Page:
Currently viewing the category: "Metallic Borer Beetles"
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Emerald Ash Borer
Dear Bugman
Thanks for making Emerald Ash Borer the bug of the month. This will help folks learn more about this pest and maybe discover new sites where it has become established and report them. Attached is an old photo of them mating and a good close up shot. Remember-Don’t Move Infested Wood! Keep up the good work
Brian Sullivan
Plant Health Safeguarding Specialist

Hi again Brian,
Thanks for sending us another wonderful image to better help our readers identify the Emerald Ash Borers.

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Tamamushi
I just found out about your site, and thought for sure I could stump you. I browsed through pages 1, 2, 3… 11 of beetles, and just when I thought I was home free, there it was on page 12. Wish I had found your site a few months sooner. Well, here’s another picture of a Tamamushi, found in Aichi prefecture, Japan. It was laying on the side of the road, deceased I believe. You can make out an ant sitting on top of it. Keep up the good work,
Steven

Hi Steven,
It is actually quite easy to stump us, but thankfully we have several certified experts to assist us when we are in a bind. Your Japanese Buprestid, or Metallic Wood Boring Beetle, is quite beautiful. Despite being dead, the Tamamushi is still a stunning specimen.

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Bug from Japan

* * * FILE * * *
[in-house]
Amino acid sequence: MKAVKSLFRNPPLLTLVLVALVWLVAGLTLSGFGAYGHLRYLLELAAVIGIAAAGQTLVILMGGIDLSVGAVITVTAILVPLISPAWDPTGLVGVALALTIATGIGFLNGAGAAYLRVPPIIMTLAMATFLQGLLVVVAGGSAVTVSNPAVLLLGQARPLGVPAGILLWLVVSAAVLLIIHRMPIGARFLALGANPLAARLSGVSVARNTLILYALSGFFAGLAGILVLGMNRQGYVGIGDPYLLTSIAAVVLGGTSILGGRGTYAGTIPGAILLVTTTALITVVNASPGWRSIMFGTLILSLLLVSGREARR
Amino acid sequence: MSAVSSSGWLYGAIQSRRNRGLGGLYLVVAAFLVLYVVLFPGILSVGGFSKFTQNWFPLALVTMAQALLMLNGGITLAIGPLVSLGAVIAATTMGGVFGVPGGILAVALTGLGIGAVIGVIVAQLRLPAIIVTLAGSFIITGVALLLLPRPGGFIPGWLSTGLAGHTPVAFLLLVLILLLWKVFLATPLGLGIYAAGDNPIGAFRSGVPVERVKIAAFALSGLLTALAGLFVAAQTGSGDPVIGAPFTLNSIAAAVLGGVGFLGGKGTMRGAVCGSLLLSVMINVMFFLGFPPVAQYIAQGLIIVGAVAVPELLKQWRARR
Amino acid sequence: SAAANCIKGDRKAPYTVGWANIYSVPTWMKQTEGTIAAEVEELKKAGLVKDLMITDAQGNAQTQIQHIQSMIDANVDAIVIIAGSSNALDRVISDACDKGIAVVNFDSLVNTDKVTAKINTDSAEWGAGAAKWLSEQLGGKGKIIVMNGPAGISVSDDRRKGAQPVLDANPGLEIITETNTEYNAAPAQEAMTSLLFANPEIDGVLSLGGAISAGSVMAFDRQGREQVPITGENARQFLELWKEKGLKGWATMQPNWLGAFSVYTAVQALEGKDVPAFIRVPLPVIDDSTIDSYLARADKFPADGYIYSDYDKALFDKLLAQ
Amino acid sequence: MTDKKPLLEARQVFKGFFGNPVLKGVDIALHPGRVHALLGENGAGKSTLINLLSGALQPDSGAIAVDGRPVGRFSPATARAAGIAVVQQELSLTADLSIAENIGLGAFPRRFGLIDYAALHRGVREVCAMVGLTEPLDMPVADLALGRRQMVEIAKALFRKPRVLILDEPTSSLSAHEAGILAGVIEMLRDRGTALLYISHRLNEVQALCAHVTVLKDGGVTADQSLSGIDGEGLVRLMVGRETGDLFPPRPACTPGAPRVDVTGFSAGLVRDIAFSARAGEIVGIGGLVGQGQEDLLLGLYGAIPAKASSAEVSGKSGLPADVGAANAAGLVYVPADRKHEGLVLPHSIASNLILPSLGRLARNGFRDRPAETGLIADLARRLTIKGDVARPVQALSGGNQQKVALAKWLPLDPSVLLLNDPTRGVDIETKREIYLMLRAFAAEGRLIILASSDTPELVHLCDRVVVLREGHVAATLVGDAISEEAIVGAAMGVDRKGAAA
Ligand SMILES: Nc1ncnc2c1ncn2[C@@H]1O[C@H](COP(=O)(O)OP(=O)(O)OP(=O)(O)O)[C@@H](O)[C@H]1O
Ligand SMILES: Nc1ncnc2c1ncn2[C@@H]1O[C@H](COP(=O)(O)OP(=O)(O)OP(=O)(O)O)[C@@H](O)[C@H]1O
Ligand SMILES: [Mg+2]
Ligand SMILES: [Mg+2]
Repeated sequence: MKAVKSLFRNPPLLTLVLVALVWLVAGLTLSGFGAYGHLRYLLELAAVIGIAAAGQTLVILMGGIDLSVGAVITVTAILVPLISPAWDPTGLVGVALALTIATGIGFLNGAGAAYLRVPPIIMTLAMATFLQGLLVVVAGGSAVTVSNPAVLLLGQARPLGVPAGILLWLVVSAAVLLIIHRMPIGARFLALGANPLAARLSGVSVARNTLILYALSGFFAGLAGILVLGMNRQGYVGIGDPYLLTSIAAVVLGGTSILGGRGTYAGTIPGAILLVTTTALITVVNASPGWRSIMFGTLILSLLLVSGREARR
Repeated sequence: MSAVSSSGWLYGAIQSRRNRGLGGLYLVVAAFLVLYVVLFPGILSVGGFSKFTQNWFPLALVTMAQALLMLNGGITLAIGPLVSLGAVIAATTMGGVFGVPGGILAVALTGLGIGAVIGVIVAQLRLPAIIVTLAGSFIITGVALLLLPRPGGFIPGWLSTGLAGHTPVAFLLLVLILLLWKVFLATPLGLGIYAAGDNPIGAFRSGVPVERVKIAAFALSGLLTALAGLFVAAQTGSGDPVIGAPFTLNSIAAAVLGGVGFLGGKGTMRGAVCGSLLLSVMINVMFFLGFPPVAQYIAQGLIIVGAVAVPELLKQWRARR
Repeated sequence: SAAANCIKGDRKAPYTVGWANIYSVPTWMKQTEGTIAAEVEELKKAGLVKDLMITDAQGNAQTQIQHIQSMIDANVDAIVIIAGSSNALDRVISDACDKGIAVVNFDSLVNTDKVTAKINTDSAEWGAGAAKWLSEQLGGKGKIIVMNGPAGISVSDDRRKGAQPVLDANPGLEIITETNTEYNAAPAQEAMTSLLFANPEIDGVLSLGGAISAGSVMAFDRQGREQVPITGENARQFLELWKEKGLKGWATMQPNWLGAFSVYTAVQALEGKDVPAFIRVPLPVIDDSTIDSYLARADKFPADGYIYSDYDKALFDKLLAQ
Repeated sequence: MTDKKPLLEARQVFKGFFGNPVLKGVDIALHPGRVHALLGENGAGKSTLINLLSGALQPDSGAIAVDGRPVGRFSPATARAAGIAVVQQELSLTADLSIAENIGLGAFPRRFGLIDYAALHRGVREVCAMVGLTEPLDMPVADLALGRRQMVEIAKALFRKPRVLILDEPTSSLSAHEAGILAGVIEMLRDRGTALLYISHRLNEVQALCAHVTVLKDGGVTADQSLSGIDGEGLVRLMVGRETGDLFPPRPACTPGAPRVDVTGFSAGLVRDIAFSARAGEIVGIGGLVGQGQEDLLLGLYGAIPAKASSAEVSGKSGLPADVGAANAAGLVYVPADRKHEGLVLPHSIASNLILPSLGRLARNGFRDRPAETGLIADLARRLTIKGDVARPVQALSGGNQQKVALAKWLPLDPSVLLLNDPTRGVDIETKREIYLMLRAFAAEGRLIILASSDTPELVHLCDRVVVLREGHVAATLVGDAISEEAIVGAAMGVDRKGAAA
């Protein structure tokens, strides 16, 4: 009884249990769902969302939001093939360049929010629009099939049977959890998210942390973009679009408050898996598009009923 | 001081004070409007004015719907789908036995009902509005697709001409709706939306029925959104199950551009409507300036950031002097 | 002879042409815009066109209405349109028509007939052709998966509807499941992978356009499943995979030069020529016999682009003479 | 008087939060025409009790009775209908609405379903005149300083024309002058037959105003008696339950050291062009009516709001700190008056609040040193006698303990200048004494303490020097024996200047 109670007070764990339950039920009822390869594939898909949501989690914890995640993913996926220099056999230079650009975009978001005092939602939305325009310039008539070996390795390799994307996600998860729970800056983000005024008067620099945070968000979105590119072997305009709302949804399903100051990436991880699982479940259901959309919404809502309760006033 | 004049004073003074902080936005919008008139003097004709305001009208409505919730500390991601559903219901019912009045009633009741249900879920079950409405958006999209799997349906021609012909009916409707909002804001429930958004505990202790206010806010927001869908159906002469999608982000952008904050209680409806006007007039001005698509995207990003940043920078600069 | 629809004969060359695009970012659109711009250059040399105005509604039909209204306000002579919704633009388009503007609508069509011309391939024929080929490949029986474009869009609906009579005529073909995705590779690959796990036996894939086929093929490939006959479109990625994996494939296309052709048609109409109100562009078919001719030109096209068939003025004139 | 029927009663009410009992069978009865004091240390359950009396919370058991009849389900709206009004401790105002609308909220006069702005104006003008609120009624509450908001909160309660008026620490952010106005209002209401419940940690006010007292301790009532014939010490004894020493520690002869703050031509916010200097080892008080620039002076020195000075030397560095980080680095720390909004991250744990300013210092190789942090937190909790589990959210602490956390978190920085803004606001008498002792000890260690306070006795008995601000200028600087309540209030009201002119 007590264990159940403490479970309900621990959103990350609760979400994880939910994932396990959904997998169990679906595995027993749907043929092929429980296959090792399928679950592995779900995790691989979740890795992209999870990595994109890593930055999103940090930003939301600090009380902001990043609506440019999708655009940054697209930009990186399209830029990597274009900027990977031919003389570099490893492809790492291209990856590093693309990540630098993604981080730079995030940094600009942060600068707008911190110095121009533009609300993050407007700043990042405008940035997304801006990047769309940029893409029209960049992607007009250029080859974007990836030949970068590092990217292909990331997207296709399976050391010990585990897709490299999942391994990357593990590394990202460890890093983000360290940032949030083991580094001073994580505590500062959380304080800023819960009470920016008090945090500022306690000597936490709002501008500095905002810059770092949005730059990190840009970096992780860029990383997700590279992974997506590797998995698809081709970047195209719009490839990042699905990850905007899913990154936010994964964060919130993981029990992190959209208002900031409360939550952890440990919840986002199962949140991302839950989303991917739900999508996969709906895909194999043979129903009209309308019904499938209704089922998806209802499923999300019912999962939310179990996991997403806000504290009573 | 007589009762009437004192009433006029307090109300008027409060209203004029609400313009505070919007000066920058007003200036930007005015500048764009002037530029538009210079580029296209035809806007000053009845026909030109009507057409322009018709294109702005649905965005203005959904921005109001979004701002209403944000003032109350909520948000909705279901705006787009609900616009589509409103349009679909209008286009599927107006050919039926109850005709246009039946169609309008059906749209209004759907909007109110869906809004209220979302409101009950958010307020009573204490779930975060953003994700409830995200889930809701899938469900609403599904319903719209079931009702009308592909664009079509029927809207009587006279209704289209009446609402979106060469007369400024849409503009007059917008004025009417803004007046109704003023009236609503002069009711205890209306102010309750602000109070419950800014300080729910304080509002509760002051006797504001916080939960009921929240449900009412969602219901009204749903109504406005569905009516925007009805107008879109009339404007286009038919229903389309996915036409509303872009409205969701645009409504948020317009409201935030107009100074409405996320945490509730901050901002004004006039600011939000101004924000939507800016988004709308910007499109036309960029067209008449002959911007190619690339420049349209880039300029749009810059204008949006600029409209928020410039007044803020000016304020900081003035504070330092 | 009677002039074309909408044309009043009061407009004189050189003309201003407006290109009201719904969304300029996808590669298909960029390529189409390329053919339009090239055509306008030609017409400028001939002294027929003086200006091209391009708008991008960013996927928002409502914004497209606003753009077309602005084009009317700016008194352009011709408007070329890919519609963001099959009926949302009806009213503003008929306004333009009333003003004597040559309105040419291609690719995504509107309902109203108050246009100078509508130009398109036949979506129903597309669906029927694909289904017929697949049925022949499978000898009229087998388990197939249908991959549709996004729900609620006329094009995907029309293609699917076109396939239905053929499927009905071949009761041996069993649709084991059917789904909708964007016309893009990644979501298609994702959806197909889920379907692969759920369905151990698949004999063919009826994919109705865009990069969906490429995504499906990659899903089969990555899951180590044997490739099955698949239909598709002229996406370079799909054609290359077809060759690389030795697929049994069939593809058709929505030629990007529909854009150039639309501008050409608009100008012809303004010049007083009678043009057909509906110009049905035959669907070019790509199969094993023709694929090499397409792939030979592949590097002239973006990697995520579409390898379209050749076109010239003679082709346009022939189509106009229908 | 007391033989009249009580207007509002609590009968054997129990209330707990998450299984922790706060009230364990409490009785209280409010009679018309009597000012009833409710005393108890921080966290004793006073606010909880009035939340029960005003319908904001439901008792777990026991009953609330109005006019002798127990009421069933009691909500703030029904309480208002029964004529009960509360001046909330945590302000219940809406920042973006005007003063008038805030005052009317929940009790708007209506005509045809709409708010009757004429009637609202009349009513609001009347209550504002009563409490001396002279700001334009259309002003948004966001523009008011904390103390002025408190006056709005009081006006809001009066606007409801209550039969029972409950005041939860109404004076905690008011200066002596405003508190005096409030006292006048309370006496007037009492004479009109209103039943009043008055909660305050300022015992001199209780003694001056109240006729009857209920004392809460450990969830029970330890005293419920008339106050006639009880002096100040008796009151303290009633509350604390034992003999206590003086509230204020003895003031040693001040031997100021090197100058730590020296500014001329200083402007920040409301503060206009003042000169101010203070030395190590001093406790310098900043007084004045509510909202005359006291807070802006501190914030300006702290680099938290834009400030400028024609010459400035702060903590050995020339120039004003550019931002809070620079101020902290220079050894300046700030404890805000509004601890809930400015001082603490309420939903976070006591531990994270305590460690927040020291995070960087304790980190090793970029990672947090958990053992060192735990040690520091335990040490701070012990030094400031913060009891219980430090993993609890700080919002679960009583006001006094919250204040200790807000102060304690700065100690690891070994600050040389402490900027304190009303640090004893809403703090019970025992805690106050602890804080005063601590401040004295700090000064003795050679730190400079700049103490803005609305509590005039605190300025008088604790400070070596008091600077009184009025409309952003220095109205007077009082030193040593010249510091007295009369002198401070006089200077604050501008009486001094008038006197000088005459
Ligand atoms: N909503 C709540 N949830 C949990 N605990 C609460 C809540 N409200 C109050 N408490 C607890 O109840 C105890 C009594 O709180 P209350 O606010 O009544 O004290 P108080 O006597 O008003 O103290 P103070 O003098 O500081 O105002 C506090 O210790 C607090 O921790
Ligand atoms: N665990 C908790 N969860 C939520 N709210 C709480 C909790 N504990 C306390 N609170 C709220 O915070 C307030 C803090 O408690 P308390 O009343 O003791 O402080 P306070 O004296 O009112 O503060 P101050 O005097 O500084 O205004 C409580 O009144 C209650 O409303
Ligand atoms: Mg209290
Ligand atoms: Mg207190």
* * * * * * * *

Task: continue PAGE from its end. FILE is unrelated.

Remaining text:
Dear bug guys,
I simply adore the site, nice work! I am an English teacher in Fukushima, Japan (a few hours north of Tokyo) and have been fond of insects since infancy. I have made quite a hobby of photographing them over the years. Although colorful and interesting bugs are few and far between here on the island of Honshu, I was lucky enough to spot this little guy on the fringes of a fruit tree orchard on my walk to work last September. It took some detective work to find its official name on the Internet, but I’m pretty sure it’s a Chrysochroa fulgidissima. The Japanese call it a “Tamamushi” and I’m told they are hard to find. My fellow teachers were impressed I got a photo of one. Since you’re having trouble with attachments, here are links to the two pictures I took, as well as a link to the Japanese article about the bug. Enjoy, and keep up the good work!
(the) Brian Adler

Hi Brian,
Thank you for thinking to send your gorgeous image of this Japanese Buprestid, one the the Metallic Wood Boring Beetles, as a link and not an attachment. Tamamushi is a beatiful specimen.

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Emerald Ash Borer
Dear bugman,
This is in response to the folks from Ohio that sent in a photo of the 6 Spotted Tiger Beetle. I’m glad Bruce does recognize its not EAB but I have attached photos I took in the past that might help people ID Emerald Ash Borer (Agrilus planipennis) if they think they have found it. Note the D shaped exit hole.They will be emerging in early June and ending about mid July. Your readers may find the attached website of use and report these pests if found in new areas. http://www.aphis.usda.gov/newsroom/hot_issues/emerald_ash_borer/emerald_ash_borer.shtml Keep up the good work